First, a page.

WhenJames and Peter met with Paul and Barnabas in Jerusalem, they agreed that in order to have fellowship as one body, the ceremonial wall needed to come down:
And after there had been much debate, Peter stood up and said to them, “Brothers, you know that in the early days God made a choice among you, that by my mouth the Gentiles should hear the word of the gospel and believe. And God, who knows the heart, bore witness to them, by giving them the Holy Spirit just as he did to us, and he made no distinction between us and them, having cleansed their hearts by faith. Now, therefore, why are you putting God to the test by placing a yoke on the neck of the disciples that neither our fathers nor we have been able to bear? But we believe that we will be saved through the grace of the Lord Jesus, just as they will.” (Acts 15:7-11)
By not requiring the Gentiles to adhere to Jewish customs, they affirmed the walls had been removed through faith in Christ alone. The breakdown of dividing walls in the Bible represents the unification of God’s people under Christ.
Walls as Obstacles to Blessing
At key moments in Israel’s history, God supernaturally intervened to bring down fortified walls that had prevented His people from progressing and taking hold of His promises.
When Joshua led the Israelites into the Promised Land, the walls of Jericho blocked their access. God had to dramatically demolish the formidable walls in order to open the way for Israel to conquer the land:
Now Jericho was securely shut up because of the children of Israel; none went out, and none came in. And the Lord said to Joshua: “See! I have given Jericho into your hand, its king, and the mighty men of valor. You shall march around the city, all youmen of war; you shall go all around the city once. This you shall do six days. Seven priests shall bear seven trumpets of rams’ horns before the ark. But the seventh day you shall march around the city seven times, and the priests shall blow the trumpets. It shall come to pass, when they make a long blast with the ram’s horn, and when you hear the sound of the trumpet, that all the people shall shout with a great shout; then the wall of the city will fall down flat. And the people shall go up every man straight before him. (Joshua 6:1-5)
In a miraculous manner, God demolished the walls that prevented Israel from entering the land He had promised. Centuries later, Nehemiah led the effort to rebuild Jerusalem’s walls that had been destroyed by earlier invaders. The broken walls left the people vulnerable to attack and inhibited their safety and prosperity. By rebuilding the walls, Nehemiah sought to remove that obstacle hindering God’s purpose for His people in the promised land.
Sometimes God broke down metaphorical walls in order to open up His blessing. In 2 Kings 3, the kings of Israel, Judah and Edom faced a Moabite army and desperately needed water during a wilderness journey. The Lord miraculously provided an abundance of water, signifying the breakdown of their barrier:
And he said, “Thus says the Lord: ‘Make this valley full of ditches.’ For thus says the Lord: ‘You shall not see wind, nor shall you see rain; yet that valley shall be filled with water, so that you, your cattle, and your animals may drink.’ And this is a simple matter in the sight of the Lord; He will also deliver the Moabites into your hand. Also you shall attack every fortified city and every choice city, and shall cut down every good tree, and stop up every spring of water, and ruin every good piece of land with stones. (2 Kings 3:16-19)
The Lord destroyed the Moabite cities that had posed a threat. Breaking down walls was necessary when God’s people faced obstacles to taking hold of God’s promises.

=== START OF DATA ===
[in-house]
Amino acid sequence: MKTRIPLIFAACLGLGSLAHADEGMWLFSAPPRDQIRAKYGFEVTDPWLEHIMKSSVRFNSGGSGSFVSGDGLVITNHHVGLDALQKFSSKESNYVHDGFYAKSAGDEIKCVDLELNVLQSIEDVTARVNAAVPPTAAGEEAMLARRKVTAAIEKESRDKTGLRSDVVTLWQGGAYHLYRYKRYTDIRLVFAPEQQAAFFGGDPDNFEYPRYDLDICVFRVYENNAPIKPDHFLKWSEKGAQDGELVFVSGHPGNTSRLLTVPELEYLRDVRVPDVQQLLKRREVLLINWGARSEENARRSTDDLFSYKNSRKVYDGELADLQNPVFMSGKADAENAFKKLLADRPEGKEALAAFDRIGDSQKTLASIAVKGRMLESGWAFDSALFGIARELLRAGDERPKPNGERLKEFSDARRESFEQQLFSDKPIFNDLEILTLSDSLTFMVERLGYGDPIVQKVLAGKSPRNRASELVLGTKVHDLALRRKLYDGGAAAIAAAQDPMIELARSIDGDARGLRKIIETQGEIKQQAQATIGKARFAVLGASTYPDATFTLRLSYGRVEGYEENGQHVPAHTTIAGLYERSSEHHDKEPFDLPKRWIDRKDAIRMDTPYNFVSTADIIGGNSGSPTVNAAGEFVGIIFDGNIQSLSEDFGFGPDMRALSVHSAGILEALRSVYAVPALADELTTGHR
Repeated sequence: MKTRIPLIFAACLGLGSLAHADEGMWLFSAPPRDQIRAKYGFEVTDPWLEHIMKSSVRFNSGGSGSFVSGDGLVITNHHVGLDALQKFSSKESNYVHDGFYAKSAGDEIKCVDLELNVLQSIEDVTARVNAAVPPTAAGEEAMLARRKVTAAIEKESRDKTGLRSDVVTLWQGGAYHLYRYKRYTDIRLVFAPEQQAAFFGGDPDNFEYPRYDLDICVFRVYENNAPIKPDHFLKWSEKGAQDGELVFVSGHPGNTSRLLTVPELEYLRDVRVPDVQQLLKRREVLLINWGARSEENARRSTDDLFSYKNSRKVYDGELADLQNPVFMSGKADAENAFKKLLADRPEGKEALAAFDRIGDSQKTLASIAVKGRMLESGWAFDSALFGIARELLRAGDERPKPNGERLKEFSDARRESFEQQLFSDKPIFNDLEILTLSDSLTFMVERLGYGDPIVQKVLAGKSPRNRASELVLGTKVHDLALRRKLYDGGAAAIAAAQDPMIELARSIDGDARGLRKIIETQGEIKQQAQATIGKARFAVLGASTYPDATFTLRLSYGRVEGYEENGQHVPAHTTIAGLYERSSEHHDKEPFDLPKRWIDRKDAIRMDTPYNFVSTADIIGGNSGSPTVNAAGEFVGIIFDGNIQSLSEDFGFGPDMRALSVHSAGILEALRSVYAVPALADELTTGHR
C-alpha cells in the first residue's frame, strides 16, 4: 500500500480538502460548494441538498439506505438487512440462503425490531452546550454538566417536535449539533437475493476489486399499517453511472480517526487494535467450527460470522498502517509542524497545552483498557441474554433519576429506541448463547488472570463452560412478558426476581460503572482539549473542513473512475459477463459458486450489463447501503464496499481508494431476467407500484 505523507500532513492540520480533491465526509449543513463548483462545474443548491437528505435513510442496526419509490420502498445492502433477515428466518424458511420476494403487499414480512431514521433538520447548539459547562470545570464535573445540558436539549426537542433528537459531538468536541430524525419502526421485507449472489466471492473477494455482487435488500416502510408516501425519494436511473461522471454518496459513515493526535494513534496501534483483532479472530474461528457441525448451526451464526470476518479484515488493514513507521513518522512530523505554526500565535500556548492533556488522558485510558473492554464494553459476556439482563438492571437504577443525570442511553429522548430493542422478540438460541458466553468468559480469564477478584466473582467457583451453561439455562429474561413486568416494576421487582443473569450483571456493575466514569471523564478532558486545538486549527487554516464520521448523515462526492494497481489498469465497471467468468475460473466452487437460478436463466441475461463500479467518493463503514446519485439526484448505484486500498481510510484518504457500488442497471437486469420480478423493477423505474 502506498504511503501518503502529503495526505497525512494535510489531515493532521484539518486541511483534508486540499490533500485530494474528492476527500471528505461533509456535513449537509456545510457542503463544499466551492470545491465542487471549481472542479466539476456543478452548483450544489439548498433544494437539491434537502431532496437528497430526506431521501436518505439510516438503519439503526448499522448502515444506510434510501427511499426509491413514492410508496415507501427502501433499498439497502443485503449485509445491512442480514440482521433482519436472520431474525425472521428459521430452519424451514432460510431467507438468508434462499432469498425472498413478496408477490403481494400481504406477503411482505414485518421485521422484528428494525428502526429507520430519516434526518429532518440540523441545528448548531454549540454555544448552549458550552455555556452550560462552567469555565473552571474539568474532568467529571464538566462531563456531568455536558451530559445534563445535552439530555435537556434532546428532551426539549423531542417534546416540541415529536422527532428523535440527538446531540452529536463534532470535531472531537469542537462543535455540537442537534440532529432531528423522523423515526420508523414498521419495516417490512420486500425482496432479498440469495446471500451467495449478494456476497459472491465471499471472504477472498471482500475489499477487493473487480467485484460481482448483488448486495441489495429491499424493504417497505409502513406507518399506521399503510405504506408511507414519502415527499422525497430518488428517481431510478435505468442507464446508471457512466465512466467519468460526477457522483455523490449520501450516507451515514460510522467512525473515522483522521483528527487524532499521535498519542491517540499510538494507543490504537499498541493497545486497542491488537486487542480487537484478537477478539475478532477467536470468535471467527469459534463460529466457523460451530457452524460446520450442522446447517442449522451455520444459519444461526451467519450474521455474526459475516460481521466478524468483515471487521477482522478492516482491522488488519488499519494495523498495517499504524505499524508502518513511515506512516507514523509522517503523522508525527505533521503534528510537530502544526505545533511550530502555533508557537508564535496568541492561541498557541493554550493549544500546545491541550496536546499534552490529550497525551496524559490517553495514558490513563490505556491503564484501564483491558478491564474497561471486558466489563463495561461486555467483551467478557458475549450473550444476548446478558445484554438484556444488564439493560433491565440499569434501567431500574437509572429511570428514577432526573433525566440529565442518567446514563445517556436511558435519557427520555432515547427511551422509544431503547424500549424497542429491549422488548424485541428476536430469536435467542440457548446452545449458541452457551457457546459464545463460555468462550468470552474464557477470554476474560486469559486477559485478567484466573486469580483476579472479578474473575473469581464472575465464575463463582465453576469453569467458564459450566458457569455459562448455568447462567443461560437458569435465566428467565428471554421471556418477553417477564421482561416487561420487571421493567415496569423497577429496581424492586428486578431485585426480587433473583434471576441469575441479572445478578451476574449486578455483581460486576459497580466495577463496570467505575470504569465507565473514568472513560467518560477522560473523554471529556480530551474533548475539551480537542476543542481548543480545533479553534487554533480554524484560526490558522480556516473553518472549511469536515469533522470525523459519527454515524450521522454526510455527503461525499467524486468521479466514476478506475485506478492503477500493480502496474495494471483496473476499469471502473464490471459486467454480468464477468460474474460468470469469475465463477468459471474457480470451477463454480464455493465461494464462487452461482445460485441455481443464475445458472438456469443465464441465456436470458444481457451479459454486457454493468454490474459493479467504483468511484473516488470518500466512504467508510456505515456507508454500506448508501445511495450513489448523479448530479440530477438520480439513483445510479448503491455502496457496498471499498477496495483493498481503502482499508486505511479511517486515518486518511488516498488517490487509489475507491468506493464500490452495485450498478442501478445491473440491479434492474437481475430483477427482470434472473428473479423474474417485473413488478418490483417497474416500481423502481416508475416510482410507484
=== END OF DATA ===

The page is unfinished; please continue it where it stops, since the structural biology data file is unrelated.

The Eternal Walls of Heaven
Walls could symbolize God’s divine protection and majestic glory. The walls of the New Jerusalem described in Revelation portray the beauty, security and permanence of God’s eternal city:
Also she had a great and high wall with twelve gates, and twelve angels at the gates, and names written on them, which are the names of the twelve tribes of the children of Israel: three gates on the east, three gates on the north, three gates on the south, and three gates on the west. Now the wall of the city had twelve foundations, and on them were the names of the twelve apostles of the Lamb. And he who talked with me had a gold reed to measure the city, its gates, and its wall. The city is laid out as a square; its length is as great as its breadth. And he measured the city with the reed: twelve thousand furlongs. Its length, breadth, and height are equal. Then he measured its wall: one hundred and forty-four cubits, according to the measure of a man, that is, of an angel. The construction of its wall was of jasper; and the city was pure gold, like clear glass. (Revelation 21:12-18)
The permanence, grandeur and beauty of the New Jerusalem’s walls convey the glory and security that will last for eternity in God’s holy city. The walls distinguish between those who belong there and those shut outside:
Blessed are those who do His commandments, that they may have the right to the tree of life, and may enter through the gates into the city. But outside are dogs and sorcerers and sexually immoral and murderers and idolaters, and whoever loves and practices a lie. (Revelation 22:14-15)
The Bible’s first mention of walls in Genesis and its last mention in Revelation display walls positively representing God’s protection and magnificent glory.
From protecting cities to blocking blessing, physical and metaphorical walls carry spiritual symbolism throughout Scripture. As Christians reflect on the meaning found in biblical walls, we can grow in understanding God’s protective care, the barriers sin creates, Christ’s power to unify, and God’s promises to provide access to eternal security in His presence. Rather than obstacles to God’s purposes, walls in the Bible ultimately point us to Christ and the unity, protection and glory found in Him.